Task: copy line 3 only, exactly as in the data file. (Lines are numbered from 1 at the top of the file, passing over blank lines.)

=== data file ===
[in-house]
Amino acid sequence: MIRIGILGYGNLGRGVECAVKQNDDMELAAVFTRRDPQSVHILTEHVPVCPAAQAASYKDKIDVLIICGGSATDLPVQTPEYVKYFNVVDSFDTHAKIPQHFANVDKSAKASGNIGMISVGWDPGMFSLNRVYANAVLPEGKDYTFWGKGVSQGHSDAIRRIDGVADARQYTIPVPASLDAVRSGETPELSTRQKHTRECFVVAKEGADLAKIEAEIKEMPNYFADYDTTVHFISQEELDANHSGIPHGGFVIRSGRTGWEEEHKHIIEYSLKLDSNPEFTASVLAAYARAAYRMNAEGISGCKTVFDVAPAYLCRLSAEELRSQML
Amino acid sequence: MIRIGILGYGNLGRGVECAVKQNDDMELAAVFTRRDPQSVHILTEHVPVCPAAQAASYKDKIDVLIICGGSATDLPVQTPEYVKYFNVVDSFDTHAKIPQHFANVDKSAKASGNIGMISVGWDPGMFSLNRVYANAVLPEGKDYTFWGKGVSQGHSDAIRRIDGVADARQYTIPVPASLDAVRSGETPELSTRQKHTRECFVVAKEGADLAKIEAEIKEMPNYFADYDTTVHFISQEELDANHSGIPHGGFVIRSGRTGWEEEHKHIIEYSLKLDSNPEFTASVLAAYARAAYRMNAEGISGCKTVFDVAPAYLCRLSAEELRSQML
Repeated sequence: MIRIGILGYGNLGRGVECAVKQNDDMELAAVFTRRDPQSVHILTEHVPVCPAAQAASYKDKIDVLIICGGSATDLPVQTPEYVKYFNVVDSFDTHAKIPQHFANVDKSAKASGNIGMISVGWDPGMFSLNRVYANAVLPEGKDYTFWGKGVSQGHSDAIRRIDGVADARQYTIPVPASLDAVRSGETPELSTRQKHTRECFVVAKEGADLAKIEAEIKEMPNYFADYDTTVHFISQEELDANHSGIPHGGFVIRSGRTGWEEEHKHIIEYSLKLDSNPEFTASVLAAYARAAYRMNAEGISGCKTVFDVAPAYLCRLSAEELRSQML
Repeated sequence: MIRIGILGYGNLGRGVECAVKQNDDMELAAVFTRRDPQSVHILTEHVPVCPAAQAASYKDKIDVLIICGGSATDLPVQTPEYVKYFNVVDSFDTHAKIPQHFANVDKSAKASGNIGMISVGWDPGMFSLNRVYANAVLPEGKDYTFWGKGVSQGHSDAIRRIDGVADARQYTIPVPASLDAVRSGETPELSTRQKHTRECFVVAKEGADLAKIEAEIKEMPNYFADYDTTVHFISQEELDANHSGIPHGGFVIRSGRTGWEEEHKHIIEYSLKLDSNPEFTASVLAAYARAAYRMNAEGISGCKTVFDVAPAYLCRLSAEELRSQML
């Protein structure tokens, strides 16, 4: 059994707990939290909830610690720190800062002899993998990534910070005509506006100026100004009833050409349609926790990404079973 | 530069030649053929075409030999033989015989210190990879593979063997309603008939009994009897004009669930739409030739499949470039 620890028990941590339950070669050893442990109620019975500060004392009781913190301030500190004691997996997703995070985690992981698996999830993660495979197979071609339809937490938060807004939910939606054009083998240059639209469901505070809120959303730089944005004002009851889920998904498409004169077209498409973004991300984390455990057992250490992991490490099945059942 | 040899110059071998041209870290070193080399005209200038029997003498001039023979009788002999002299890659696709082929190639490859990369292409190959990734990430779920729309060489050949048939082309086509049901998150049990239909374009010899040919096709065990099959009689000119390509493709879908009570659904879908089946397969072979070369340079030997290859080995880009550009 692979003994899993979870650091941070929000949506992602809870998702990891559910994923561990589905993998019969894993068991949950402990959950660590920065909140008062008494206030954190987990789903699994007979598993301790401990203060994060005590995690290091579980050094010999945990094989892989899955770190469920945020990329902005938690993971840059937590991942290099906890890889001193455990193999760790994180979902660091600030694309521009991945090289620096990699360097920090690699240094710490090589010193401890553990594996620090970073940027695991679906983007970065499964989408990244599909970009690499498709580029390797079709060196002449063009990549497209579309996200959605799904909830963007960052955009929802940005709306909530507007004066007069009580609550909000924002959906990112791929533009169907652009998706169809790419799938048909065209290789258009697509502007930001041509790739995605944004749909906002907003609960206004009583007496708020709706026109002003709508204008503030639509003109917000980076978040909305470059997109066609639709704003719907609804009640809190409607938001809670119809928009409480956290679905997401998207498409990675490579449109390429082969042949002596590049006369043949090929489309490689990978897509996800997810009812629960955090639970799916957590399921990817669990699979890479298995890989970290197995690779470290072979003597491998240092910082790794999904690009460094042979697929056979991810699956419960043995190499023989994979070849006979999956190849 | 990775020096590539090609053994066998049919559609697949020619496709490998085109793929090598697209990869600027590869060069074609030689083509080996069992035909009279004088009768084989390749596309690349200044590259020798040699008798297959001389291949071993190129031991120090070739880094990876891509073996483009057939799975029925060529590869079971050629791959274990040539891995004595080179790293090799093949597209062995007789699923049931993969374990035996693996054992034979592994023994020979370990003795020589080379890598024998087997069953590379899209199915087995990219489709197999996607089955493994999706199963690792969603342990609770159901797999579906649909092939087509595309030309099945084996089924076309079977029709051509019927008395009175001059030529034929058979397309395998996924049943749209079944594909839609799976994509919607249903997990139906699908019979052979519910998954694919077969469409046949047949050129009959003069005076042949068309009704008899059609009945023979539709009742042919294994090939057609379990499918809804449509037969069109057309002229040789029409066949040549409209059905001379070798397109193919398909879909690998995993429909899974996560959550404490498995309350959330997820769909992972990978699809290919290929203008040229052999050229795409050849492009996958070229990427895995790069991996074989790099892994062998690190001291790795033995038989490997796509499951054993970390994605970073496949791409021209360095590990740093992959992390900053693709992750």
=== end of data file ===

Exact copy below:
Amino acid sequence: MIRIGILGYGNLGRGVECAVKQNDDMELAAVFTRRDPQSVHILTEHVPVCPAAQAASYKDKIDVLIICGGSATDLPVQTPEYVKYFNVVDSFDTHAKIPQHFANVDKSAKASGNIGMISVGWDPGMFSLNRVYANAVLPEGKDYTFWGKGVSQGHSDAIRRIDGVADARQYTIPVPASLDAVRSGETPELSTRQKHTRECFVVAKEGADLAKIEAEIKEMPNYFADYDTTVHFISQEELDANHSGIPHGGFVIRSGRTGWEEEHKHIIEYSLKLDSNPEFTASVLAAYARAAYRMNAEGISGCKTVFDVAPAYLCRLSAEELRSQML